Astonishing . And even with rents only half as elevated as here , Germany recently nationalized rents in Berlin to reduce prices.

  • Dennis_K 9 months ago

    I think this article, more so than any other on BD over the past year, really illustrates the question we should be asking, in terms of getting to the root cause(s) of housing affordability.

    Why is it that prices that continue to march upward, when local incomes don’t support them? Sure, something can be popular or in high demand, but when people (who live and work in a place) don’t have the money to pay the price commanded, how can the prices stay that high (or even continue upward)? Where is the money coming from? Sure, housing prices can be higher for specific types of housing in specific geographic sub-regions, but how does this occur pan-nationally, almost completely out of line with median incomes?

    I think that when we, as a country, decide to ask how all this money is available (whether legitimately earned or otherwise), only then can we begin the process of making (policy) changes that reverse the pricing trend, and get them back down to median affordability. After all, if we don’t, then my fear is that the amount of money left over to spend on other things (aside from getting tied up in a debt-bearing non-productive asset) is less and less, and that certainly would be bad for the economy (i.e. all of us).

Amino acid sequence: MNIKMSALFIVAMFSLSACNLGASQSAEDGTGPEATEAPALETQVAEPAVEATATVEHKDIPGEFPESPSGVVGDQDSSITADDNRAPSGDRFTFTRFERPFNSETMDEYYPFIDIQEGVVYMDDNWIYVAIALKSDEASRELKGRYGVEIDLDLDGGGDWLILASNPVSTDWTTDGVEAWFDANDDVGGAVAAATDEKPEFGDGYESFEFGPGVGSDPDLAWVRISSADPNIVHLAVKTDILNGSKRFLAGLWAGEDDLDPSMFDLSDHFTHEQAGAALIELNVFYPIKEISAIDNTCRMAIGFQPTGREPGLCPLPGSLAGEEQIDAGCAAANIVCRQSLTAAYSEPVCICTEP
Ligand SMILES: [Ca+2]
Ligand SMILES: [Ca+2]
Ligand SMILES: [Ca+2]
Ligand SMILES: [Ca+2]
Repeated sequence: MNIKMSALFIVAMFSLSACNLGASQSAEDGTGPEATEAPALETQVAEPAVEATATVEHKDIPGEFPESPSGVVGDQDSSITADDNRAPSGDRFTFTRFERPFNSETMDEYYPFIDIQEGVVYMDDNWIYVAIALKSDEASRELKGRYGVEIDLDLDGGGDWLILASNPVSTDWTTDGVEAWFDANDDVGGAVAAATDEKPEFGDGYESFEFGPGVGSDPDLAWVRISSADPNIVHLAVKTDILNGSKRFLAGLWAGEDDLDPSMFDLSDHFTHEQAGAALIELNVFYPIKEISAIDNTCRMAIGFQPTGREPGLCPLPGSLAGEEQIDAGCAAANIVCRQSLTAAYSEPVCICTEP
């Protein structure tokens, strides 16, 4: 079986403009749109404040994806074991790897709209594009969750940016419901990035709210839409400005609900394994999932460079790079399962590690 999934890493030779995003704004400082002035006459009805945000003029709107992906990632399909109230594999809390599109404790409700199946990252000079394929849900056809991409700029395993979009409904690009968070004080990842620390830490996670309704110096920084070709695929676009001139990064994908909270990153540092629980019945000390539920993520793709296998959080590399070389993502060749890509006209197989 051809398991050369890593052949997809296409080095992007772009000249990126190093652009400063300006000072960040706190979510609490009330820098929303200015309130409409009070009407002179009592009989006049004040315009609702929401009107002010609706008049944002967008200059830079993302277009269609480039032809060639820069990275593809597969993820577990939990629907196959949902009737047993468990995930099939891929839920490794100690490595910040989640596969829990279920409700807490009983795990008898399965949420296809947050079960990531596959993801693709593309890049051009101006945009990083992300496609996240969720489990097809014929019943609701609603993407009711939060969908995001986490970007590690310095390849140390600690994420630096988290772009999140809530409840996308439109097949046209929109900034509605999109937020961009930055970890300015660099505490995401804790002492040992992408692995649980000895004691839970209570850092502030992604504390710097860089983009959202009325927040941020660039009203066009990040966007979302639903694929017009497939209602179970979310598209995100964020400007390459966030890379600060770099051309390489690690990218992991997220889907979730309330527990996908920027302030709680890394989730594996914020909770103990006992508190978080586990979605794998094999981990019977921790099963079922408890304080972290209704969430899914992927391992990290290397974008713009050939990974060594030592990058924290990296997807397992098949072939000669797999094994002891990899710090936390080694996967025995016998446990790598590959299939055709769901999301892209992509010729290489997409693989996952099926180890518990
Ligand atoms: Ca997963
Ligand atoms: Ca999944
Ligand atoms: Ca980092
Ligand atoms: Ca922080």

• Mary 9 months ago

    My husband and I have been saving for a downpayment since 2016, just before we got married. Yet the market outpaces us every year. At this point it’s just depressing.